Despite the dominance of man’s best friend as the UK’s domestic pet of choice at 24% of households, cats come a close second with our feline friends occupying 18% of the country’s homes. In fact, according to the PFMA, cats and dogs leave the competition standing, with the next most popular pet being fish kept in tanks with just 9% of household.
The popularity of dogs can easily be explained by their historical role as working animals used to hunt. But our continuing love affair with cats throughout the centuries is more nuanced and has less obvious utilitarian roots. So what is it that makes cats so special to us, given all the other potentially domesticated animals out there?
The relationship between humans and cats spans recorded history, with DNA evidence suggesting that cats were domesticated in the Middle East between 10,000 and 15,000 years ago. At this point in history, the rise of grain production would have meant that people began to be experience problems with mice, for which cats were – and still remain – the perfect predators. It’s likely that these early communities encouraged wild cats to stay around their grain stores by offering food or other attention, beginning the process of domestication which has created the cats we know and love today.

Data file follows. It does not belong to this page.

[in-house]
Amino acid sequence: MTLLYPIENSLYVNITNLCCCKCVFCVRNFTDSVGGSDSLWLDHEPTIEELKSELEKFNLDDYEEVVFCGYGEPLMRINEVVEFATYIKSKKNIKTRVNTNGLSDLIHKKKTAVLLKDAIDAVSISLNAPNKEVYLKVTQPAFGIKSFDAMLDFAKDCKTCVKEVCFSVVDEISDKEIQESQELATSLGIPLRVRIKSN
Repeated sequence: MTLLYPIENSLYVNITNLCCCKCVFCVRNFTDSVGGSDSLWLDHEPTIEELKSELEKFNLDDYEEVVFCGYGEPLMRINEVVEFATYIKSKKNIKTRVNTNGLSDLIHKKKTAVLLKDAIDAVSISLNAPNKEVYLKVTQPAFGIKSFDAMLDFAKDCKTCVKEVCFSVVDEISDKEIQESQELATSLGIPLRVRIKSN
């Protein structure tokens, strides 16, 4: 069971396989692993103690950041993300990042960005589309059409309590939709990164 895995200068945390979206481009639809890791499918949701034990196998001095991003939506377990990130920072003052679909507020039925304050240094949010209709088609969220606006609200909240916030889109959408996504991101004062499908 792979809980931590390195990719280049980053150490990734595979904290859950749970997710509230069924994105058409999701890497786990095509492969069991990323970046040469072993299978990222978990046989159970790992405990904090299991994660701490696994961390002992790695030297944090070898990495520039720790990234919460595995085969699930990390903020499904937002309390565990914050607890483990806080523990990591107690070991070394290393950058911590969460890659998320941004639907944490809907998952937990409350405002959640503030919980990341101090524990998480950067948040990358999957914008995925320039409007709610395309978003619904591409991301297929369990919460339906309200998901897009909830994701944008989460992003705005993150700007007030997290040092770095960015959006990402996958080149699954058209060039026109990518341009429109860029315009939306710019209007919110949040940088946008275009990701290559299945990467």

Cats are fiercely independent and it was long believed that they cannot be easily trained. Though this has since be proven wrong through studies and books such as The Trainable Cat Book. They are certainly not suited to wearing a lead or accompanying their owner on long walks. Whilst dog’s loyalty seems to be their main appeal, it is this very independence that attracts so many people to cats. A pet cat requires very little training, beyond the basics of toilet habits, and are perfectly able to groom themselves. They are happy to be left alone for extended periods of time throughout the day, but will also offer affection and attention when in the company of the family. This makes them a suitably low maintenance pet for our busy modern lives.